08:58AM | 12/14/03
Member Since: 10/28/02
30 lifetime posts

I'm installing 4" wide strip and unfortunately I will not be able to nail the last 3 rows with the power nailer (I'm doing a border so this applies to all 4 walls). I believe normally a finish nailer is used but I'm concerned about the reliability of this method since the nails are not ring shank or barbed.

Is it possible/practical to pre drill the cleat holes at 45 deg, and then nail by hand?
I'm concerned about accidentally striking the wood face with the hammer or breaking off the tongue with the hammer.

Also, I'd like to ask about humidity. I live in central Ca and it's been raining here every week. Before the rain humidity indoors was usually 40% but now it ranges from 50 to 70%. I have a moisture meter and when I first purchased the flooring it was 6%. Now it's 8% (it's been in the house forever). I have taken alot of pains to prevent gaps, even putting poly on the back side of all strips. According to some tables I have, a 2% difference in moisture content (Oak, plainsawn) results in a 1/32" width change for a 4" width. I could delay the install until things dry out if necessary to prevent gaps from showing up later when humidity goes down. I don't think closing up the house and running the heat will help humidity much, right? Am I being overly cautious?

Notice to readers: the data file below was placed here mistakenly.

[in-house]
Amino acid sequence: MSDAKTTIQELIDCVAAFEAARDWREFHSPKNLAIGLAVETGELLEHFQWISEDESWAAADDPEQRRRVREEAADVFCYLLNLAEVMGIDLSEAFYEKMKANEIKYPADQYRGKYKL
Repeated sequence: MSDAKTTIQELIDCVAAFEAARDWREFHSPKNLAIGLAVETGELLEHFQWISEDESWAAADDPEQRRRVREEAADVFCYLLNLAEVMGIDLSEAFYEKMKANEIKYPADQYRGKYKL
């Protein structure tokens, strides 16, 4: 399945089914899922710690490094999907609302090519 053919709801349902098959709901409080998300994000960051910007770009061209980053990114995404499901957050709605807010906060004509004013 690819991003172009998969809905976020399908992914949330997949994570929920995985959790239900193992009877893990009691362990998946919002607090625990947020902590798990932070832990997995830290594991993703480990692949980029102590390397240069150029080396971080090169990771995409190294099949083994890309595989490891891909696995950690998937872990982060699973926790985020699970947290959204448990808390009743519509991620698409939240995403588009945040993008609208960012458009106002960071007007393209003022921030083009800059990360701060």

[This message has been edited by alexh (edited December 14, 2003).]


06:44PM | 12/14/03
Member Since: 01/26/03
542 lifetime posts
in answer to your questions,yes you can predrill and nail,but you can also use screws (predrill and countersink)as to humidity,(it drives installers crazy) just make sure you have the correct expanstion gap at the edge.remember no wood floor is perfect......good luck


11:06AM | 12/15/03
Member Since: 10/28/02
30 lifetime posts
Thanks Carpetman,

You mean drill the hole next to the tongue where the cleat normally goes, right? Great idea.

I intend to screw and plug the row next to the wall through the face but I didn't want to do this for more than 1 row to avoid the "polka dot" look. Your approach is also better because it pulls the boards together.



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